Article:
Astros owner Jim Crane wants to sell 'tickets, merchandise, cold beer' as COVID-19 spikes in Texas
Since Houston no longer has hospital beds, the Astros want to sell tickets.
Astros owner Jim Crane cited sales losses on Wednesday when he expressed his desire to lure fans into Minute Maid Park for the upcoming MLB season. He made the comments a day after the MLB and MLBPA ended a long standoff by agreeing to health measures that would allow Commissioner Rob Manfred to implement a schedule for the start of a shortened season in late July.
"That's the plan," Crane told reporters at a press conference on Wednesday. "We still have to go through the player log. We're still focusing on that.
"I think the intention is to bring the fans to the ballpark at some point."
Why the urgency of getting fans on the bleachers as a COVID 19 outbreak in Texas? Revenue, said Crane, who is valued at $ 1.3 billion.
"Bring Some People Into The Building"
Crane pointed to an estimated $ 3 billion in shutdown losses for MLB while demanding that fans be allowed to play in the midst of the pandemic.
"The only thing we have to do to counteract this is to bring some people into the building and sell some tickets and some goods and a cold beer or whatever they give us," said Crane.
"Massive outbreak" in Texas
Crane's announcement came on the same day that Texas governor Greg Abbott recognized a "massive outbreak" when the state saw new COVID-19 cases eclipse 5,000 and hospitalizations for a second day in a row 4,000 topped.
In April, Abbott introduced relaxed COVID-19 restrictions to get the state economy going again. On Wednesday, he proposed to implement some of these restrictions again to preserve the hospital room for sick patients.
Jim Crane led loss of revenue from ticket sales amid a COVID 19 crisis. (AP photo / Patrick Semansky)
"It is absolutely terrible"
Dr. Peter Hotez described the situation in Texas in the chronicle as "terrible". Hotez is dean of the National School of Tropical Medicine at Baylor College of Medicine. The Chronicle promotes Hotez as an "internationally known expert in infectious diseases". He is working on the development of a vaccine against COVID-19.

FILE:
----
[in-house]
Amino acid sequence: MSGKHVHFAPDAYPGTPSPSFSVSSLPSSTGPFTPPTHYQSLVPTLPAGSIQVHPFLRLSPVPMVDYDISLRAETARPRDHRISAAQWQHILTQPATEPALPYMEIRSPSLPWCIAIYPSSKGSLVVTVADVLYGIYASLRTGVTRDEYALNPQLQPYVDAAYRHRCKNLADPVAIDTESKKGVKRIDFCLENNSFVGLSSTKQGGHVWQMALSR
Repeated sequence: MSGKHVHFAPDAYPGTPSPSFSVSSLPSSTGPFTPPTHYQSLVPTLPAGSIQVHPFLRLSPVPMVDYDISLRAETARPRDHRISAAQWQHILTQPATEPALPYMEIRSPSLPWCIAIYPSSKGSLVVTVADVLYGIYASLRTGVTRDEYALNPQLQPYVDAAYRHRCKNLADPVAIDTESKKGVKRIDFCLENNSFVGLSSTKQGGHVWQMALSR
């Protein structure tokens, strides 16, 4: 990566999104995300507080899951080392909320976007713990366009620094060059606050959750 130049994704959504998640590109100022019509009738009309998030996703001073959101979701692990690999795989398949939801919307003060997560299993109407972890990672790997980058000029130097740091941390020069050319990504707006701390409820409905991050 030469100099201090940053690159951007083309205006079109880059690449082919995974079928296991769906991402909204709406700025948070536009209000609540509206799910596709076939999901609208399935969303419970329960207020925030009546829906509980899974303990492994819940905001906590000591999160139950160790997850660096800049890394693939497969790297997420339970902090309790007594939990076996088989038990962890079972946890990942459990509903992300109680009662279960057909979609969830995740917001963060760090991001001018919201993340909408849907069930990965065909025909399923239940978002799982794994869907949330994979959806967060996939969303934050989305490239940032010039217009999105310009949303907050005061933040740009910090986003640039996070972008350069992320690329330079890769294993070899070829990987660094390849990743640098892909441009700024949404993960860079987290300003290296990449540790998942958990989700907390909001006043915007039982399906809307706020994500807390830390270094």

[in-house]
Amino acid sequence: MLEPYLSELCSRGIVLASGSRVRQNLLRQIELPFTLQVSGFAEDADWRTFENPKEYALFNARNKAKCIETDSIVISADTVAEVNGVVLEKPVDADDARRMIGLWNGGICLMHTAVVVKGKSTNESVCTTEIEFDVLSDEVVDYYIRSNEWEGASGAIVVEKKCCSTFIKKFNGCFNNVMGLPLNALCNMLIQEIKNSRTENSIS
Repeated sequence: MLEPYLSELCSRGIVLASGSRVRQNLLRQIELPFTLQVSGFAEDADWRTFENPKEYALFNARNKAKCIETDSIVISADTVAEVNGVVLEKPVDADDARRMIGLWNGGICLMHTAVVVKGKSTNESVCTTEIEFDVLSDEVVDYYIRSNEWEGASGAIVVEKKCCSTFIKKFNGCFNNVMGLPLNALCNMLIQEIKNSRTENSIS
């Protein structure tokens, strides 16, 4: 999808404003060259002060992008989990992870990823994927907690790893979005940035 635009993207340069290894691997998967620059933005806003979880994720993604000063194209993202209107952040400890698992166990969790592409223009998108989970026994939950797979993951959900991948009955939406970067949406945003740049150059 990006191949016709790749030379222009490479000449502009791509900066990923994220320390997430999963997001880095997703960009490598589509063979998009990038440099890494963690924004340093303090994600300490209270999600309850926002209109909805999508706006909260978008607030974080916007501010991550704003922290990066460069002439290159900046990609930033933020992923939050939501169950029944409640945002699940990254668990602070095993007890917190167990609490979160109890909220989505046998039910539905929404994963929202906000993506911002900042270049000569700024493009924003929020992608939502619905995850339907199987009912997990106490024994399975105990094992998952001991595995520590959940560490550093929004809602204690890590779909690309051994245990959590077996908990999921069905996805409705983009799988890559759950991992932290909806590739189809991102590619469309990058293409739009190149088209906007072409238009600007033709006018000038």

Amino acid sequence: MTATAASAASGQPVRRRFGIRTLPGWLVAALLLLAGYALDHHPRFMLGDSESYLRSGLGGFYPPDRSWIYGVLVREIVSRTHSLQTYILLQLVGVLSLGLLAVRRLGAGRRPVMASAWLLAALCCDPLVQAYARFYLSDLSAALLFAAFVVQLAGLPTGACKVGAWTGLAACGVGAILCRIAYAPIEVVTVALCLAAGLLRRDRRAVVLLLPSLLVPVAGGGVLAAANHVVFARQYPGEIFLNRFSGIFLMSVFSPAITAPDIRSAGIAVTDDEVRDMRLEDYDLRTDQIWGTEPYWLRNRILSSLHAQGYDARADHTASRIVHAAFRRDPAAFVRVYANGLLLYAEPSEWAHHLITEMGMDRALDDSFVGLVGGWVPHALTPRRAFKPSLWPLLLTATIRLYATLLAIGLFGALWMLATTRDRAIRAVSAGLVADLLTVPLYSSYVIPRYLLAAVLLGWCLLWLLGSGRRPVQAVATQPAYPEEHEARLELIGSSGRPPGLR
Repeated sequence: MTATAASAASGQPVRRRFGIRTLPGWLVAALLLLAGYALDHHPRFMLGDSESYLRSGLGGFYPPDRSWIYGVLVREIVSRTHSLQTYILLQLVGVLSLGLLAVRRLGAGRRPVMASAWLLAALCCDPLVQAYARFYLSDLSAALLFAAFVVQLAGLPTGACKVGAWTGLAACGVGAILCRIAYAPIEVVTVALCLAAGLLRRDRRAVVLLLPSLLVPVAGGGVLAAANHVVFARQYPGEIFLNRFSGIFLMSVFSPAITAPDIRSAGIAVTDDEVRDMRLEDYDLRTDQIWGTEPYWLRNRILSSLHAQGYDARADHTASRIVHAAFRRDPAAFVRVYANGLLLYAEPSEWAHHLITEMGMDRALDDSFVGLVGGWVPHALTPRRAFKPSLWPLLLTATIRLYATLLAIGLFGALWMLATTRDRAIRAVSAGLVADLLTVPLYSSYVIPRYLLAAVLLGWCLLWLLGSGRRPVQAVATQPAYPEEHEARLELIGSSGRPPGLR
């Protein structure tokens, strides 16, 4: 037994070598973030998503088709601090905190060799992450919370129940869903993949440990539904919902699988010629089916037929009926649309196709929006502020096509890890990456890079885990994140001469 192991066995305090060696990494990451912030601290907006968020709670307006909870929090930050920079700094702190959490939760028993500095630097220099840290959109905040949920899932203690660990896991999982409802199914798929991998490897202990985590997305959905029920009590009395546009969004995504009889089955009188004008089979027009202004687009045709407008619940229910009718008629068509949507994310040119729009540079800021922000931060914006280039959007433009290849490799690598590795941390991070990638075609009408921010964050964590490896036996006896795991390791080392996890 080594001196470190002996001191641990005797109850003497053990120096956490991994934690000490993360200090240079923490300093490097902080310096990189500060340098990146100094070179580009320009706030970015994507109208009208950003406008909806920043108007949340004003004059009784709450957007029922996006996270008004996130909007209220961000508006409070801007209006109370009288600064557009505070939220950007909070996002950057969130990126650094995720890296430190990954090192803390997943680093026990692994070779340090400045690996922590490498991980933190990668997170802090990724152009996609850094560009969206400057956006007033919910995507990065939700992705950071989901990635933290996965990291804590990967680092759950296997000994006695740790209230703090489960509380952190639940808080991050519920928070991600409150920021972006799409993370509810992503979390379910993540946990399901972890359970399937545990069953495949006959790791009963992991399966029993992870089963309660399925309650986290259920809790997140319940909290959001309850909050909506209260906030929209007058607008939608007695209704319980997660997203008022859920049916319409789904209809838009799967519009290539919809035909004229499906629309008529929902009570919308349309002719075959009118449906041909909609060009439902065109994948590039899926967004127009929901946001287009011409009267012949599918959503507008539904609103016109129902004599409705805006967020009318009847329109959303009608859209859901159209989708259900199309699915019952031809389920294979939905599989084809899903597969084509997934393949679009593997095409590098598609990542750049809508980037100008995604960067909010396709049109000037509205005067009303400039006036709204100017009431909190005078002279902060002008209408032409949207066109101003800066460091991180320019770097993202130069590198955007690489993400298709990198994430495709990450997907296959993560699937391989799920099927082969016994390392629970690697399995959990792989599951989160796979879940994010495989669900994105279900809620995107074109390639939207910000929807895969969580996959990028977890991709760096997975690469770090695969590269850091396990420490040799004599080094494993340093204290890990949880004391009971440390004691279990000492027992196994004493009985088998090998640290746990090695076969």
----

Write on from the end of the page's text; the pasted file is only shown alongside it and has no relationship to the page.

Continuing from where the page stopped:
"It is absolutely terrible," said Hotez. "I'm terribly upset with what I see. There were some Pennsylvania prediction models that actually showed this. That's why I didn't want Texas to open up so early. "
The Astros are not the only team that wants to gather fans for the restart of MLB.
Will teams across the MLB greet fans?
The Mayor of Miami, Carlos A. Giménez, expects the Marlins to sell tickets. He told Fox Sports' Andy Slater that the Marlins must present a plan that shows how fans can distance themselves socially, but that he will consider admitting fans to Marlins Park in July.
Meanwhile, Florida has seen a similar increase in COVID-19 cases that has caused New York, New Jersey and Connecticut to quarantine state visitors for 14 days. Texas is also on New York's list.
In Chicago, Danny Parkins of 670 The Score reports that the White Sox plan to play in the stands with “a limited number” of fans.
As for the Astros, Crane says that there is no specific plan and that the Astros will operate under the guidance of state and regional leaders. The team emailed ticket holders saying that "it is uncertain whether fans will be allowed to play games this season."
"We won't really know until the opening day," Crane told reporters. “We will definitely speak to the governor, the mayor here and the district judge. We have some time. "
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